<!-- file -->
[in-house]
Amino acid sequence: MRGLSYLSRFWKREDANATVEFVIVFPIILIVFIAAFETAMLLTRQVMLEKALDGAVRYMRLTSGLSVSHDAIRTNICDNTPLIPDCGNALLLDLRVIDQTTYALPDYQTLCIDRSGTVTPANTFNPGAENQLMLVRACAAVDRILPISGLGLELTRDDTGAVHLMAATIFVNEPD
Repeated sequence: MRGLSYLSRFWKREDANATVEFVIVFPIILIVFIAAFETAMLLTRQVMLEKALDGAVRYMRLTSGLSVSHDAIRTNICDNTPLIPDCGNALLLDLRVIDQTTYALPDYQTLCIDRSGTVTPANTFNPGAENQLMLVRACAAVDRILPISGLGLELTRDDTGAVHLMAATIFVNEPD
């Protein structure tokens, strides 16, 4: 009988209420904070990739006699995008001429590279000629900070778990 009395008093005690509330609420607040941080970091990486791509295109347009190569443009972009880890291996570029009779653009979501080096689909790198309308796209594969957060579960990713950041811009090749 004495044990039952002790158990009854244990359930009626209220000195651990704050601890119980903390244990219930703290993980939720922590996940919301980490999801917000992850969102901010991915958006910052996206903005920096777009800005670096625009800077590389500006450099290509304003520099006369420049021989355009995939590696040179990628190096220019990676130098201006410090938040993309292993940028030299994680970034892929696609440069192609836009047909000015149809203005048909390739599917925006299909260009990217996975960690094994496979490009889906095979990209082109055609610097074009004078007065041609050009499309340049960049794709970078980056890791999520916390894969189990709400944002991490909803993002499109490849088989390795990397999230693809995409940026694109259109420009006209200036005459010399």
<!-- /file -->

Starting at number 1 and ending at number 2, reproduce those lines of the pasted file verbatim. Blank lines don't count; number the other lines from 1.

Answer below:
[in-house]
Amino acid sequence: MRGLSYLSRFWKREDANATVEFVIVFPIILIVFIAAFETAMLLTRQVMLEKALDGAVRYMRLTSGLSVSHDAIRTNICDNTPLIPDCGNALLLDLRVIDQTTYALPDYQTLCIDRSGTVTPANTFNPGAENQLMLVRACAAVDRILPISGLGLELTRDDTGAVHLMAATIFVNEPD